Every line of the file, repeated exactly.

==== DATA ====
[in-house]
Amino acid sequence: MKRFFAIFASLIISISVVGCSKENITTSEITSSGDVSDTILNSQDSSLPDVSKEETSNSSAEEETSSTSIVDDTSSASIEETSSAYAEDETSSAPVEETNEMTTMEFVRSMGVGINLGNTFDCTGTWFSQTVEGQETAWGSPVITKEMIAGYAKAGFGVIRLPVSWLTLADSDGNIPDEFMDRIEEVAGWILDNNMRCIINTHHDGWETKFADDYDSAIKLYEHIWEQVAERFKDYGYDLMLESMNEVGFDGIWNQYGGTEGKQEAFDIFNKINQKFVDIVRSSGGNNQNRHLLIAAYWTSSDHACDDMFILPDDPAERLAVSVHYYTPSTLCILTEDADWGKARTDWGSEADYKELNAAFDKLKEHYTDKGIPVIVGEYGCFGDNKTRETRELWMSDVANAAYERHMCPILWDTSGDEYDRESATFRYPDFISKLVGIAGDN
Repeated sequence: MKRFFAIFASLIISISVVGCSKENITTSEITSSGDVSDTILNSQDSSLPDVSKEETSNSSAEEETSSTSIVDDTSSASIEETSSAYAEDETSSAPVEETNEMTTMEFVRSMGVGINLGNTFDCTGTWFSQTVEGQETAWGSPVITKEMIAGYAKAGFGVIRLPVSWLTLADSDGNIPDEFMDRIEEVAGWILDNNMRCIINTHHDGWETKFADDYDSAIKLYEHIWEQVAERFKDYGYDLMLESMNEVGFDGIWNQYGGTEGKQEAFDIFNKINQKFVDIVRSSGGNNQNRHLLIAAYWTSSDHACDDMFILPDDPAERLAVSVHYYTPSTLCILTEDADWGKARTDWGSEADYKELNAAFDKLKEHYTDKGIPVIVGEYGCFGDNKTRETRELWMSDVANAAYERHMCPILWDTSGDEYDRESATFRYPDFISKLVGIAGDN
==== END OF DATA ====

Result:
[in-house]
Amino acid sequence: MKRFFAIFASLIISISVVGCSKENITTSEITSSGDVSDTILNSQDSSLPDVSKEETSNSSAEEETSSTSIVDDTSSASIEETSSAYAEDETSSAPVEETNEMTTMEFVRSMGVGINLGNTFDCTGTWFSQTVEGQETAWGSPVITKEMIAGYAKAGFGVIRLPVSWLTLADSDGNIPDEFMDRIEEVAGWILDNNMRCIINTHHDGWETKFADDYDSAIKLYEHIWEQVAERFKDYGYDLMLESMNEVGFDGIWNQYGGTEGKQEAFDIFNKINQKFVDIVRSSGGNNQNRHLLIAAYWTSSDHACDDMFILPDDPAERLAVSVHYYTPSTLCILTEDADWGKARTDWGSEADYKELNAAFDKLKEHYTDKGIPVIVGEYGCFGDNKTRETRELWMSDVANAAYERHMCPILWDTSGDEYDRESATFRYPDFISKLVGIAGDN
Repeated sequence: MKRFFAIFASLIISISVVGCSKENITTSEITSSGDVSDTILNSQDSSLPDVSKEETSNSSAEEETSSTSIVDDTSSASIEETSSAYAEDETSSAPVEETNEMTTMEFVRSMGVGINLGNTFDCTGTWFSQTVEGQETAWGSPVITKEMIAGYAKAGFGVIRLPVSWLTLADSDGNIPDEFMDRIEEVAGWILDNNMRCIINTHHDGWETKFADDYDSAIKLYEHIWEQVAERFKDYGYDLMLESMNEVGFDGIWNQYGGTEGKQEAFDIFNKINQKFVDIVRSSGGNNQNRHLLIAAYWTSSDHACDDMFILPDDPAERLAVSVHYYTPSTLCILTEDADWGKARTDWGSEADYKELNAAFDKLKEHYTDKGIPVIVGEYGCFGDNKTRETRELWMSDVANAAYERHMCPILWDTSGDEYDRESATFRYPDFISKLVGIAGDN